Unfettered access to Japan’s venerated Studio Ghibli provides a fascinating glimpse of the personalities, the creative process and the anxieties behind the magic.


The Kingdom of Dreams and Madness (2013)

Directed by Mami Sunada
Starring Hayao Miyazaki, Sankichi, Toshio Suzuki, Isao Takahata, Ushiko, Goro Miyazaki
Screenplay written by Mami Sunada

Filmmaker Mami Sunada fol- lows Hayao Miyazaki, Toshio Suzuki and Isao Takahata over the course of a year as Studio Ghibli prepares to release two films and the principals contemplate the future of the studio.


“Contemplating retirement, Miyazaki fears that the creation of the greatest anime in cinema history has been just ‘a grand hobby.'”

Japan’s venerated Studio Ghibli is internationally acknowledged for having created some of the greatest and most beloved animated films in cinema history, including My Neighbor Totoro, Spirited Away, Princess Mononoke and Kiki’s Delivery Service. The films have become international ambassadors of Japanese popular culture, and they have garnered worldwide acclaim from audiences and critics alike.

In 2012, director Mami Sunada was granted near-unfettered access to the notoriously insular studio. Sunada is previously known as assistant director to Hirokazu Kore-eda and for her exceptional 2012 documentary debut, Ending Note— Death of a Japanese Salesman.

In The Kingdom of Dreams and Madness, Sunada follows the three men who are the lifeblood of Ghibli—the eminent director Hayao Miyazaki, jovial but hard-headed producer Toshio Suzuki and the elusive “other director” Isao Takahata— over the course of a year as the studio rushes to complete Miyazaki’s The Wind Rises and Takahata’s The Tale of the Princess Kaguya.

It begins like a visit to Santa’s workshop as an aproned, white-bearded Miyazaki potters among his industrious employees with his assistant, the elfin Sankichi, by his side. He radiates an avuncular benevolence, even participating in radio taiso group calisthenics with his staff. An army of resident cats quietly monitor the scene. But it soon becomes obvious that there is much else going on at Ghibli. The cynics hoping for some iconoclastic exposé into the soullessness of a Disney-like entertainment behemoth will be disappointed, though. What The Kingdom exposes is something we probably should have expected all along: a very human tale of a Japanese business shot through with all the unspoken conflict, anxiety and insecurity that are part of most working lives.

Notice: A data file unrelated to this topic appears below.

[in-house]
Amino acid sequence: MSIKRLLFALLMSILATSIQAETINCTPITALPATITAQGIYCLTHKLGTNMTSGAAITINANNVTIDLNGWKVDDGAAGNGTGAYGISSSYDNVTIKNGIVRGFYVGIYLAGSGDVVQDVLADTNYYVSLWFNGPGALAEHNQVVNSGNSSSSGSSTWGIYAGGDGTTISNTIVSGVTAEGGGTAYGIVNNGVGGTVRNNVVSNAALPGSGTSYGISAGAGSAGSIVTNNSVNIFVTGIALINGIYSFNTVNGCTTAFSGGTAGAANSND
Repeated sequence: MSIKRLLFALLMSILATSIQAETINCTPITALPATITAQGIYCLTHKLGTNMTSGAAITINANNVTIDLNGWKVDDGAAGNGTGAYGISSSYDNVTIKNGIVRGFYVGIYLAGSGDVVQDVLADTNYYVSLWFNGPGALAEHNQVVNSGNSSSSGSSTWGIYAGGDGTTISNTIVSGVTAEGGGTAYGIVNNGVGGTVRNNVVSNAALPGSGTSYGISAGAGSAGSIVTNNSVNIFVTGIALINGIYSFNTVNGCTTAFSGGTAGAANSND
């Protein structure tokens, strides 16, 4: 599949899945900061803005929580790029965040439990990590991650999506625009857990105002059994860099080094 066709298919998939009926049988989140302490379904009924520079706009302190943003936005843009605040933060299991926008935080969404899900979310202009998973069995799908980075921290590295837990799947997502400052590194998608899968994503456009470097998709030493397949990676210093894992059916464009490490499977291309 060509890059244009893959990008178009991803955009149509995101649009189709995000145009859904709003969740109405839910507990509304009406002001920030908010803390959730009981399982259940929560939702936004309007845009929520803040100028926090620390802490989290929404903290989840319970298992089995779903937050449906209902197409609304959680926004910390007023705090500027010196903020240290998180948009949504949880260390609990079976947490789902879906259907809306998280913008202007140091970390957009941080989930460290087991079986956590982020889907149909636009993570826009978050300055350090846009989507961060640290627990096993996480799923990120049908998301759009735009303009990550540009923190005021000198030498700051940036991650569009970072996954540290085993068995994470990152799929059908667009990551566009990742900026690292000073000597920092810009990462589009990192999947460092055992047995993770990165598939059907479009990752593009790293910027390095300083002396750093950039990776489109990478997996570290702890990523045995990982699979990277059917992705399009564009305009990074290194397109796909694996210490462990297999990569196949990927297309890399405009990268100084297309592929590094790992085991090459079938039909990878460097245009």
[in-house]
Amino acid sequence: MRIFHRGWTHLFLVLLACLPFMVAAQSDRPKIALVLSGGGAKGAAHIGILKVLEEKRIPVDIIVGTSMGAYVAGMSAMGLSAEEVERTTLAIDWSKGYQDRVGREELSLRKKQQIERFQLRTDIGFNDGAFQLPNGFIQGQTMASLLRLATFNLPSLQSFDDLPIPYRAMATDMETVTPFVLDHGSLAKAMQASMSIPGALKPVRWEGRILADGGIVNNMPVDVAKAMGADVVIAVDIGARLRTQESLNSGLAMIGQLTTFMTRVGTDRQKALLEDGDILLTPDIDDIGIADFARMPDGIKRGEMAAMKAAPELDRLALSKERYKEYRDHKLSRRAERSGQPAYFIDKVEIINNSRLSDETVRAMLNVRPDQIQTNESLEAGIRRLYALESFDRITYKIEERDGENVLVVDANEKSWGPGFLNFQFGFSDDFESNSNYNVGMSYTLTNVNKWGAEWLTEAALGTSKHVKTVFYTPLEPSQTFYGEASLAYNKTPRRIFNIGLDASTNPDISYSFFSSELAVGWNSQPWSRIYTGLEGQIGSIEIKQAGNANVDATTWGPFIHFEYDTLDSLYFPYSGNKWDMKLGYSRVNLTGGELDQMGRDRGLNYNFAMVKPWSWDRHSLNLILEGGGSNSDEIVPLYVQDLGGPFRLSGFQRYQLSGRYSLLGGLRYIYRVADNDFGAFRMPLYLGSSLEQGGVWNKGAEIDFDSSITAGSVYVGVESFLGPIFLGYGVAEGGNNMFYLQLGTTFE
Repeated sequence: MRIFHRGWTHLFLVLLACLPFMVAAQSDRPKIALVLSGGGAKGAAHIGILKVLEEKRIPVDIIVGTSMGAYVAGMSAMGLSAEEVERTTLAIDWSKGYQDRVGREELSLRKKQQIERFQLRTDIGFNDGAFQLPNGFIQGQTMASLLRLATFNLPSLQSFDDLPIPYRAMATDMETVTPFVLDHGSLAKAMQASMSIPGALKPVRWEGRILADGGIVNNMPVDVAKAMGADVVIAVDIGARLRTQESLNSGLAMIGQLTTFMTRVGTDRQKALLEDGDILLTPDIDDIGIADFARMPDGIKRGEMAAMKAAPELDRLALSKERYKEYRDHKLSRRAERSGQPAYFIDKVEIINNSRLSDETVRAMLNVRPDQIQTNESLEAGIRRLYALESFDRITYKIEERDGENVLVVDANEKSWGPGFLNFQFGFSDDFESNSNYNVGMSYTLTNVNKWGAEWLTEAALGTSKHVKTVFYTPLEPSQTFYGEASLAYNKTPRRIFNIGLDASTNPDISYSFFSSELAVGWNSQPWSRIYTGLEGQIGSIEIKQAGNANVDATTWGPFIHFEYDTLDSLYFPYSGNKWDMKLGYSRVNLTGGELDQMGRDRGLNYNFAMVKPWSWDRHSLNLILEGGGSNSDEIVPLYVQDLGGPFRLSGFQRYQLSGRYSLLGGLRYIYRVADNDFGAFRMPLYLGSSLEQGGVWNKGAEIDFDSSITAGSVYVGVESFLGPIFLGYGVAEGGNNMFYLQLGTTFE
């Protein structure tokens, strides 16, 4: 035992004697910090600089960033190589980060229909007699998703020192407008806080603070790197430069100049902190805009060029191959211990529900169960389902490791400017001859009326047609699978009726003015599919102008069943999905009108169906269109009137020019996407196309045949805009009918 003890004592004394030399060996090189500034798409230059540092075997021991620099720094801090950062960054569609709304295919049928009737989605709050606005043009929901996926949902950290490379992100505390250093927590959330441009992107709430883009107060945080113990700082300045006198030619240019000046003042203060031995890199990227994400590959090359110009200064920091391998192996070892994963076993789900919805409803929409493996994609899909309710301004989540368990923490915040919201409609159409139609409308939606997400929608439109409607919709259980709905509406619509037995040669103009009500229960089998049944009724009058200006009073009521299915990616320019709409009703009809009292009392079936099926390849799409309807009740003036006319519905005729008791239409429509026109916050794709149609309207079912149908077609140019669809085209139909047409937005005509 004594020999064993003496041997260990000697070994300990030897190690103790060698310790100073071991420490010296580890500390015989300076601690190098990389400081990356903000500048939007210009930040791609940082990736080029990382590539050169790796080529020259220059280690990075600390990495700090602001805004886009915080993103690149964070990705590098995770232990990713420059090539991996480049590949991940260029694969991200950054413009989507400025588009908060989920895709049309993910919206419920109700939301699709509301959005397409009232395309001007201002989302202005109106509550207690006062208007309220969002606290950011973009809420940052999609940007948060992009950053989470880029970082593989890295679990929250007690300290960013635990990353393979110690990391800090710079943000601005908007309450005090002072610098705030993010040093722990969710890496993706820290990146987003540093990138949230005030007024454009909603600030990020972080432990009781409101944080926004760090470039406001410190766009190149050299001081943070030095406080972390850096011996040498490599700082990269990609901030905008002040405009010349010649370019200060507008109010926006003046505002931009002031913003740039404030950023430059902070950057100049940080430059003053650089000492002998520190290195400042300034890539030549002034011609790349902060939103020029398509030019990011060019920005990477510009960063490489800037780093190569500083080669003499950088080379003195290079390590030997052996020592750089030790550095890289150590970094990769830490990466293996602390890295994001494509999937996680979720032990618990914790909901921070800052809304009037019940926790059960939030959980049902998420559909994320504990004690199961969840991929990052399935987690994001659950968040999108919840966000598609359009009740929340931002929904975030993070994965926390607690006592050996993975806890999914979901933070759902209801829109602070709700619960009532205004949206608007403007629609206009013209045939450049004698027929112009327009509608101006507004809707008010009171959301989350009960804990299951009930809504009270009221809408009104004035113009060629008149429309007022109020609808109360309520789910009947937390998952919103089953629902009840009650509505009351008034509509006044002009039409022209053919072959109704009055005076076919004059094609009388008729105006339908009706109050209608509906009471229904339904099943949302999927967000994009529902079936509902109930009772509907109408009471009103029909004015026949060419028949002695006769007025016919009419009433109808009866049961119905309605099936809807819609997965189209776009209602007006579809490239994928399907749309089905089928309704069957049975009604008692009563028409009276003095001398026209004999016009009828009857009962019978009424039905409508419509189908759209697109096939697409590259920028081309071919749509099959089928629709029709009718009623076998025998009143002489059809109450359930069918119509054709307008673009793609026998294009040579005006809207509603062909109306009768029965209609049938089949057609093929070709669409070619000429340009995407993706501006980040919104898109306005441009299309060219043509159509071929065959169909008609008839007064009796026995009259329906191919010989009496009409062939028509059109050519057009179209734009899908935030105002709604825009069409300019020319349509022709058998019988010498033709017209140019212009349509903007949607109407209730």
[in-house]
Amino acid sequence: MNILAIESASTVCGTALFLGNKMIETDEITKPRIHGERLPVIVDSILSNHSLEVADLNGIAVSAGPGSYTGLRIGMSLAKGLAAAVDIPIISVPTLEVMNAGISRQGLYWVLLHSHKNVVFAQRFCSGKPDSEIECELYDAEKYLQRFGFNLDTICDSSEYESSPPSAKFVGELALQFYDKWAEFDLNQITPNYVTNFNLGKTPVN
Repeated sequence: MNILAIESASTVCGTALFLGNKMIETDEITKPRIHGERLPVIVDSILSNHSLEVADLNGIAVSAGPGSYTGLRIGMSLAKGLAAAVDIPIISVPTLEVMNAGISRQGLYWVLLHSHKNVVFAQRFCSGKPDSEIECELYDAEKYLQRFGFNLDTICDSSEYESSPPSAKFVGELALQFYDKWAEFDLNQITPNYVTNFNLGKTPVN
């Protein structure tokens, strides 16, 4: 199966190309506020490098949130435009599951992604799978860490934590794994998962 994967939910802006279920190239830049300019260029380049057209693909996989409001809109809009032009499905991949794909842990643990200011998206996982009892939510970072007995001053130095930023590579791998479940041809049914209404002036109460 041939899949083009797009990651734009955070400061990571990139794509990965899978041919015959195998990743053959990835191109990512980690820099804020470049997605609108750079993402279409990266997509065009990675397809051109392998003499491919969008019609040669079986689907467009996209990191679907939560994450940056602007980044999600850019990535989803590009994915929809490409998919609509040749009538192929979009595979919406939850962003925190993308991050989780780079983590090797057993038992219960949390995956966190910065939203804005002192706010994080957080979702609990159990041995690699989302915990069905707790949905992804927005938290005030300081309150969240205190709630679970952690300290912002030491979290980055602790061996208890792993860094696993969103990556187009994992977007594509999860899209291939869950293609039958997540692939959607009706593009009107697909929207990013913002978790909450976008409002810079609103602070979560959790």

We sense Miyazaki is a thoughtful man but not always an easy one: his idealism and work ethic result in his demanding much self-sacrifice from his employees. He tells us he can be scary but we see nothing of that on the screen. We also meet his son Goro, a Ghibli director as well, who exudes the frustration of son dragooned into the family business and forced to live in his father’s shadow.

Miyazaki also feels lost in the new century: he doubts the value of his work; he is troubled by the apathy of the young and worries that the current political climate will curtail artistic freedoms. He fears that his animation has simply been “a grand hobby.” Retirement is now a front-of-mind issue. Like his lead character in The Wind Rises—Jiro Horikoshi, the designer of the Zero fighter plane—Miyazaki is a pure creative spirit who is resigned to the fact that what he has created will be taken by others, like those in a scene with Ghibli’s merchandising department, and turned into something different and altogether less appetizing.

The film is wistful in tone and, in many ways, a guided farewell tour. It is also a priceless record of the creation of great film art and people who create it. Sunada closes the film with a well-orchestrated impact, withholding any actual Ghibli animation until one astonishing montage, intercut with Miyazaki’s preparations to publicly announce his retirement. It is a powerful moment. Fortunately, the first lines of Miyazaki’s retirement announcement suggest we may not have seen the last of the master just yet.


The Kingdom of Dreams and Madness and Isao Takahata’s The Tale of the Princess Kaguya will be shown together at the Japanese Canadian Cultural Centre on August 30. www.jccc.on.ca